- A metal, polystyrene and battery recycling program was introduced in 2018.
- Used electronics, including computers, printers, microwaves and TVs, are donated to the Electronic Recycling Association of Vancouver for re-use or recycling. (since 2020)
- Used technology, including laptops, phones and tablets, are donated to The Purpose Society as part of their program to provide mobile technology to people who cannot afford it. (since 2021)
- Boxes from shipments are re-used for internal deliveries. (since 2018)
- Hand dryers produce 79 percent less CO2 emissions than traditional hand dryers have been installed in all washrooms. These hand dryers reduce the use of paper towels and remove 99.97 percent of bacteria and viruses from the air by pulling it through a filter before it reaches your hands. (2019)
- Printers are programmed to automatically print double sided. (since 2014)
- Campus cafeterias offer a $0.25 discount on hot beverages for patrons who bring reusable mugs. (since early 2000s)
- All take-out containers are either recyclable or compostable. (since 2020)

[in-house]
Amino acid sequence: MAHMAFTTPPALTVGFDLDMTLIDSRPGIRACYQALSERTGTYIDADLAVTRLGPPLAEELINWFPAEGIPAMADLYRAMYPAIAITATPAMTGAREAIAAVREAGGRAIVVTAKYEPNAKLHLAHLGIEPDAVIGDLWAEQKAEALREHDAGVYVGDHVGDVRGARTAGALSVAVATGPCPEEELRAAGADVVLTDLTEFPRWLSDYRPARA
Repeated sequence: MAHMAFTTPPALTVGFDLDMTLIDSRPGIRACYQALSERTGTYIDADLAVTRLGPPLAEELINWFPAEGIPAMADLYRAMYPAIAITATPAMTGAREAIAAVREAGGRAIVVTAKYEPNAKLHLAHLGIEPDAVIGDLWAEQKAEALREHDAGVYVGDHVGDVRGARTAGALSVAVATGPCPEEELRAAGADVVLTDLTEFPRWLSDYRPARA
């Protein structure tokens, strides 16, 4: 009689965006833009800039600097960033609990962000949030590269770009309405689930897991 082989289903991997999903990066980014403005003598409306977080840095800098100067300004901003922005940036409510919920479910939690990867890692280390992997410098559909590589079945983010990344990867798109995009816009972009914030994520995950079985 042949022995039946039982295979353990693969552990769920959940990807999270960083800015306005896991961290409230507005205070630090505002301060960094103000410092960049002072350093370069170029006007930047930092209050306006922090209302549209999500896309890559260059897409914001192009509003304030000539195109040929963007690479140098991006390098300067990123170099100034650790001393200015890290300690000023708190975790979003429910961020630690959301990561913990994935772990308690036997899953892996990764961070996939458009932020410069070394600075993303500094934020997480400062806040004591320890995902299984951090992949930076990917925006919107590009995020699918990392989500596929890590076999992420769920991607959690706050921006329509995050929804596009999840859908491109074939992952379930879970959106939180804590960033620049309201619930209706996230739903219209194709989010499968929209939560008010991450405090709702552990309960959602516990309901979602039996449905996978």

- Compostable water cups have replaced plastic cups. (2020)
- Paper straws have replaced plastic straws. (2021)
- Carafes for milk/cream are used by catering services wherever possible to reduce the use of single-use creamer cups. (since 2019)
- Ceramic plates and metal cutlery are used for catering instead of disposable cutlery. (since 2019)
- Food is served on ceramic plates unless customers request a takeout container. (since 2008)
- Wooden stir sticks have replaced plastic stir sticks. (2018)
- Douglas College joined the Feed BC program, which promotes the use of locally grown food and food products. (2021)
- Our Coquitlam Campus features five greenspace courtyards. Each courtyard showcases a different part of B.C.’s geography. As they’re native to B.C., these plants require less maintenance than non-native plants, are drought resistant and create homes for insects and birds. (2021)
- Green rooftop decks at both campuses reduce the amount of storm water runoff that flows into city systems, which in turn slows surges of rainwater and reduces the risk of flooding, sewer system overflow, and pollution of lakes, rivers and seas. (since 2010)